Quiz yourself on how well you know how to animal-proof a campsite

How much do you know about animal-proofing your campsite?

Ask people what they’re most afraid of on a camping trip, and they’re likely to say “bears!” Some are afraid they’ll be eaten alive by one; others are worried that a bear will get into their food. But raccoons, chipmunks and rodents are generally more worrisome camp robbers than bears.

First read the animal-proofing tips in this article. Then, test yourself with this quiz to see how much you know about animal-proofing your campsite.



  1. Not sure about tossing the food in the river. It would be a judgment call and the land manager would be the one making the call. It really violates the LNT practice of packing everything out. It creates an unsightly mess and it changes the natural environment. On the other hand smelly garbage can attract dangerous animals.

    The best approach is to plan your meals so that all the food is consumed. This takes some practice with the group you are with. I find having packaged items on hand like power bars, crackers and oatmeal for the extra hungry scouts is better than having cooked but uneaten food left over. One scout troop told me of making 1lb of couscous which no one could finish. They had to pack it out.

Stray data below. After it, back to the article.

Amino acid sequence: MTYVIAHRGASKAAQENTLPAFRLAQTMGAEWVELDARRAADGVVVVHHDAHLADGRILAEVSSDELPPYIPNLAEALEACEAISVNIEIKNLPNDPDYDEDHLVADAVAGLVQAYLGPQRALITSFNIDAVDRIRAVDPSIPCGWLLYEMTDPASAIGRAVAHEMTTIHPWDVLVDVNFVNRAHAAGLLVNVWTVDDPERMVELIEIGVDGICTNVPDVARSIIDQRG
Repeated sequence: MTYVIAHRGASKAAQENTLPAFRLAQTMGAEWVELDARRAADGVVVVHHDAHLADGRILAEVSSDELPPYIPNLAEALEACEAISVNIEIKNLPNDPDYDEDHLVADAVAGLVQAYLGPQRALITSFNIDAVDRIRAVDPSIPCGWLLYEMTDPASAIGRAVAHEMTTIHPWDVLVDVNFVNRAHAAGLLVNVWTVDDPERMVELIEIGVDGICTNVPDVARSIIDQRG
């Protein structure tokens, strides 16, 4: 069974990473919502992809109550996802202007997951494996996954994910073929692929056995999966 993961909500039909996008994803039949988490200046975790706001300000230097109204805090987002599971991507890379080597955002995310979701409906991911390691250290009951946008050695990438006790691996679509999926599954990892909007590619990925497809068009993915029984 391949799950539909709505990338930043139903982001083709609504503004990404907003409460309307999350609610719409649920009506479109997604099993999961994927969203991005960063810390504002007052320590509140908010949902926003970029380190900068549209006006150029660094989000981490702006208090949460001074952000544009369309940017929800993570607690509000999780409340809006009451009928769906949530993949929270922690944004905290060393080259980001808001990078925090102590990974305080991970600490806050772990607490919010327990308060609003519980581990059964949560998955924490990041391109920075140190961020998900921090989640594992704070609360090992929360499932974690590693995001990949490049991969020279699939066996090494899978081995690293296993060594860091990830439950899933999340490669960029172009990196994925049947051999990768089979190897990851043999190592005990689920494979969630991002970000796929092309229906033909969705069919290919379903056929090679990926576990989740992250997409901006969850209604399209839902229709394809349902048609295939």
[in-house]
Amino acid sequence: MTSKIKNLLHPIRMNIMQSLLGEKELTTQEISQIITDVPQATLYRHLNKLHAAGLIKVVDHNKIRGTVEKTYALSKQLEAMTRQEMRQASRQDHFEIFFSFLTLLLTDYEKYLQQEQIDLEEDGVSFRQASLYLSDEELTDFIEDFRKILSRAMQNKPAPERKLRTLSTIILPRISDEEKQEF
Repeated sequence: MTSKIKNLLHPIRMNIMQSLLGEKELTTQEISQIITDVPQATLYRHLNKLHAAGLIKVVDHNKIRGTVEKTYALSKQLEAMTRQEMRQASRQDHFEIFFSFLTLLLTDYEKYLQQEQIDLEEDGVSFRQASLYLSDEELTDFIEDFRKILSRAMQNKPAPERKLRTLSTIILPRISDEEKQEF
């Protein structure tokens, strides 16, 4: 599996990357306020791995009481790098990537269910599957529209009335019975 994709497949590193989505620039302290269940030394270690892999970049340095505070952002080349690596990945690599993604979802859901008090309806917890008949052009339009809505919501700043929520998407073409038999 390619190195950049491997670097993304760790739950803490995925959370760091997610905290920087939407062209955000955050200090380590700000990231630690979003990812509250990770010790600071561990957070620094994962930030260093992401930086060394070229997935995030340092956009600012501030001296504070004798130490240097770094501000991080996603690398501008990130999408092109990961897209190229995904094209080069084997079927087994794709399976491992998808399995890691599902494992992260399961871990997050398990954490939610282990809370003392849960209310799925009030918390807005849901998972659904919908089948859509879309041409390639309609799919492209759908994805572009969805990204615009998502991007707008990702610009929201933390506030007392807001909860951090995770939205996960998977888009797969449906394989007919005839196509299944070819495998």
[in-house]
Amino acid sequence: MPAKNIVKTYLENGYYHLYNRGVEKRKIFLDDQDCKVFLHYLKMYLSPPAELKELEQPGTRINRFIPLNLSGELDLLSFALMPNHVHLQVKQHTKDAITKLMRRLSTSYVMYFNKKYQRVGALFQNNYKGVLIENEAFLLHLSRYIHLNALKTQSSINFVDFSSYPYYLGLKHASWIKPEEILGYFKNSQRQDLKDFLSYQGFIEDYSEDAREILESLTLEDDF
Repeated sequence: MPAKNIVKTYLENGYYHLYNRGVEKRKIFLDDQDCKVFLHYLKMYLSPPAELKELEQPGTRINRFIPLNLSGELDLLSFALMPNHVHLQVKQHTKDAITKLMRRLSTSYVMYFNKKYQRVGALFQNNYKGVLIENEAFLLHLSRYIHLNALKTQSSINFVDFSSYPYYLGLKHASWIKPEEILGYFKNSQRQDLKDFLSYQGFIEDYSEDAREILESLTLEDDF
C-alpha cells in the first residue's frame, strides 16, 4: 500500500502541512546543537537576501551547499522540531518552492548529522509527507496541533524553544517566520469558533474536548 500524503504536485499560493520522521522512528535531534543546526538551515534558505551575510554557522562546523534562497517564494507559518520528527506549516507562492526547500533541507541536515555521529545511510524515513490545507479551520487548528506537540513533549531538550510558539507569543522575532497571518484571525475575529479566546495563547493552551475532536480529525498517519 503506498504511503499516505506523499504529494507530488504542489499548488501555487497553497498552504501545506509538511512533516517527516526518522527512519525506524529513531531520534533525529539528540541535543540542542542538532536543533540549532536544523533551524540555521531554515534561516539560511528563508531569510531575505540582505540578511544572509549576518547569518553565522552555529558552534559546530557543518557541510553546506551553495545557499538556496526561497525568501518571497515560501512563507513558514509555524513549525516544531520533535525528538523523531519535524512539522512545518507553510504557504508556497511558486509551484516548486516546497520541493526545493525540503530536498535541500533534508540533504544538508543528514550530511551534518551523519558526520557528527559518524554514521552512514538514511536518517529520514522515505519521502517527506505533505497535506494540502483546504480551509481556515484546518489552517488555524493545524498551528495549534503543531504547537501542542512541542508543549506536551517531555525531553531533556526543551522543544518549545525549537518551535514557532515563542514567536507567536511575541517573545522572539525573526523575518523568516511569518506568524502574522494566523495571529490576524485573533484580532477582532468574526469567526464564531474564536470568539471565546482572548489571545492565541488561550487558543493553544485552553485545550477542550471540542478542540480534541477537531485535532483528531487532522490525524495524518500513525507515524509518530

Greg Gamache Crew 444 Advisor – LNT master Educator

    • If you are camping in grizzly country, best toss partially eaten/left-over food into a nearby river where it will be lost in the gathering flow. Another option is to burn it completely (you need a real hot fire). Packing out smelly garbage is a recipe for a bear attack! Federal authorities in grizzly country believe that “tossing left-overs” in the river is the safest approach.

    • Well said! I canoe the Adirondacks and using the river/lake is not an option. Plan the meal and the portion for each camper.

      • Hey, Guys, I think you missed a key point–we’re talking grizzly country here. And YES, you’d best toss leftovers into the river when you’re camping in the back country where grizzlies abound. The politically correct alternative may be a mauling. You simply cannot have food wastes on or near your body when you’re hiking among the great bears. Please don’t confuse this advice with camping in a campground where bear-proof garbage containers are provided.

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